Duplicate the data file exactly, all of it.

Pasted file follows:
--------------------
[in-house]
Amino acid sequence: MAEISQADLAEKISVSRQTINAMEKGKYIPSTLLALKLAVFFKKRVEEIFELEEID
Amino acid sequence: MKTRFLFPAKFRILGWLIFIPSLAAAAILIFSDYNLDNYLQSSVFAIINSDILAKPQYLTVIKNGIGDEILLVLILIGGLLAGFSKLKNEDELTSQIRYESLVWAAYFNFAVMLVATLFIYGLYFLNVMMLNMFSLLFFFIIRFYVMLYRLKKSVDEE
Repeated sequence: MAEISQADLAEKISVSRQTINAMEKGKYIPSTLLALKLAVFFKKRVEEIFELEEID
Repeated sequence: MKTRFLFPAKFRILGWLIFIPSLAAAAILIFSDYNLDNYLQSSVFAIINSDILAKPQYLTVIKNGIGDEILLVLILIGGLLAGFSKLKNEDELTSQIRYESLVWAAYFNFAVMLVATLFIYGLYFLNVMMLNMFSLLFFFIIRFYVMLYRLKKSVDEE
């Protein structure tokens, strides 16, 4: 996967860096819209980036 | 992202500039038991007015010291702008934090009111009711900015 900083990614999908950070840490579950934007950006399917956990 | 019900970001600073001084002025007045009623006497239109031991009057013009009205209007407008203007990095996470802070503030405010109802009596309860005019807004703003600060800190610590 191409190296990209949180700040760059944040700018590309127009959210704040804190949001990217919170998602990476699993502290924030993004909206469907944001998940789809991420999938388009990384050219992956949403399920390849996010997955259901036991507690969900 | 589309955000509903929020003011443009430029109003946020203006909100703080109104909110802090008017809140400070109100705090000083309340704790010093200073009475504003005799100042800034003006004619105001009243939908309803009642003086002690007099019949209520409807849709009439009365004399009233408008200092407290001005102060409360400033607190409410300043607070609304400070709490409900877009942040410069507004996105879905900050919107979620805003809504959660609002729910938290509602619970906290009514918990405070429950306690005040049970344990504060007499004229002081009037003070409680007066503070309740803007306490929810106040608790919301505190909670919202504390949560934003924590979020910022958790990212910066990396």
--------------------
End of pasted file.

[in-house]
Amino acid sequence: MAEISQADLAEKISVSRQTINAMEKGKYIPSTLLALKLAVFFKKRVEEIFELEEID
Amino acid sequence: MKTRFLFPAKFRILGWLIFIPSLAAAAILIFSDYNLDNYLQSSVFAIINSDILAKPQYLTVIKNGIGDEILLVLILIGGLLAGFSKLKNEDELTSQIRYESLVWAAYFNFAVMLVATLFIYGLYFLNVMMLNMFSLLFFFIIRFYVMLYRLKKSVDEE
Repeated sequence: MAEISQADLAEKISVSRQTINAMEKGKYIPSTLLALKLAVFFKKRVEEIFELEEID
Repeated sequence: MKTRFLFPAKFRILGWLIFIPSLAAAAILIFSDYNLDNYLQSSVFAIINSDILAKPQYLTVIKNGIGDEILLVLILIGGLLAGFSKLKNEDELTSQIRYESLVWAAYFNFAVMLVATLFIYGLYFLNVMMLNMFSLLFFFIIRFYVMLYRLKKSVDEE
């Protein structure tokens, strides 16, 4: 996967860096819209980036 | 992202500039038991007015010291702008934090009111009711900015 900083990614999908950070840490579950934007950006399917956990 | 019900970001600073001084002025007045009623006497239109031991009057013009009205209007407008203007990095996470802070503030405010109802009596309860005019807004703003600060800190610590 191409190296990209949180700040760059944040700018590309127009959210704040804190949001990217919170998602990476699993502290924030993004909206469907944001998940789809991420999938388009990384050219992956949403399920390849996010997955259901036991507690969900 | 589309955000509903929020003011443009430029109003946020203006909100703080109104909110802090008017809140400070109100705090000083309340704790010093200073009475504003005799100042800034003006004619105001009243939908309803009642003086002690007099019949209520409807849709009439009365004399009233408008200092407290001005102060409360400033607190409410300043607070609304400070709490409900877009942040410069507004996105879905900050919107979620805003809504959660609002729910938290509602619970906290009514918990405070429950306690005040049970344990504060007499004229002081009037003070409680007066503070309740803007306490929810106040608790919301505190909670919202504390949560934003924590979020910022958790990212910066990396």